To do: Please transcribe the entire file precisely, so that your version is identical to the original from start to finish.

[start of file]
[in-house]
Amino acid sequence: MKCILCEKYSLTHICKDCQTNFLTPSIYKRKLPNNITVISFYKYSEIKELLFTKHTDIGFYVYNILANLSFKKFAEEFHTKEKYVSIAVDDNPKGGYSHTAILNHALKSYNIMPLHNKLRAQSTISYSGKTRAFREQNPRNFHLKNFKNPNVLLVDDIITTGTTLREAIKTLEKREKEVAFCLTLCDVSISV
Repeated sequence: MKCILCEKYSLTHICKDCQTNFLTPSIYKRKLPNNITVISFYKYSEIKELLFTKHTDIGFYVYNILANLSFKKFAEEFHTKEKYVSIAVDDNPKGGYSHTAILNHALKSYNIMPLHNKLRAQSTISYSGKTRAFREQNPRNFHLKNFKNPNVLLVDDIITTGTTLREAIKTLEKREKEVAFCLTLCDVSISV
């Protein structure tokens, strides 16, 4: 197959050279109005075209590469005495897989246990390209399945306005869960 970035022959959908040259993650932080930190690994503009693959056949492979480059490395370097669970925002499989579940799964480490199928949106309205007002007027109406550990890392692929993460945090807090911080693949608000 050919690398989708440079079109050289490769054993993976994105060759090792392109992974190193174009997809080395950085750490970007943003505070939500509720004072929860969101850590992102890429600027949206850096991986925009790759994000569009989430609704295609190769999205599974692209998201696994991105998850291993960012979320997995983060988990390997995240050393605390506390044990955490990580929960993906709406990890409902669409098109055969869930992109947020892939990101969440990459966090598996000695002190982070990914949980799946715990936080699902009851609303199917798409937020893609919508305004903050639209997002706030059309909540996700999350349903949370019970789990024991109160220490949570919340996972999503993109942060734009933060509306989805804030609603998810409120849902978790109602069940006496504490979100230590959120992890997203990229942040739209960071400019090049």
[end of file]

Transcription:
[in-house]
Amino acid sequence: MKCILCEKYSLTHICKDCQTNFLTPSIYKRKLPNNITVISFYKYSEIKELLFTKHTDIGFYVYNILANLSFKKFAEEFHTKEKYVSIAVDDNPKGGYSHTAILNHALKSYNIMPLHNKLRAQSTISYSGKTRAFREQNPRNFHLKNFKNPNVLLVDDIITTGTTLREAIKTLEKREKEVAFCLTLCDVSISV
Repeated sequence: MKCILCEKYSLTHICKDCQTNFLTPSIYKRKLPNNITVISFYKYSEIKELLFTKHTDIGFYVYNILANLSFKKFAEEFHTKEKYVSIAVDDNPKGGYSHTAILNHALKSYNIMPLHNKLRAQSTISYSGKTRAFREQNPRNFHLKNFKNPNVLLVDDIITTGTTLREAIKTLEKREKEVAFCLTLCDVSISV
């Protein structure tokens, strides 16, 4: 197959050279109005075209590469005495897989246990390209399945306005869960 970035022959959908040259993650932080930190690994503009693959056949492979480059490395370097669970925002499989579940799964480490199928949106309205007002007027109406550990890392692929993460945090807090911080693949608000 050919690398989708440079079109050289490769054993993976994105060759090792392109992974190193174009997809080395950085750490970007943003505070939500509720004072929860969101850590992102890429600027949206850096991986925009790759994000569009989430609704295609190769999205599974692209998201696994991105998850291993960012979320997995983060988990390997995240050393605390506390044990955490990580929960993906709406990890409902669409098109055969869930992109947020892939990101969440990459966090598996000695002190982070990914949980799946715990936080699902009851609303199917798409937020893609919508305004903050639209997002706030059309909540996700999350349903949370019970789990024991109160220490949570919340996972999503993109942060734009933060509306989805804030609603998810409120849902978790109602069940006496504490979100230590959120992890997203990229942040739209960071400019090049």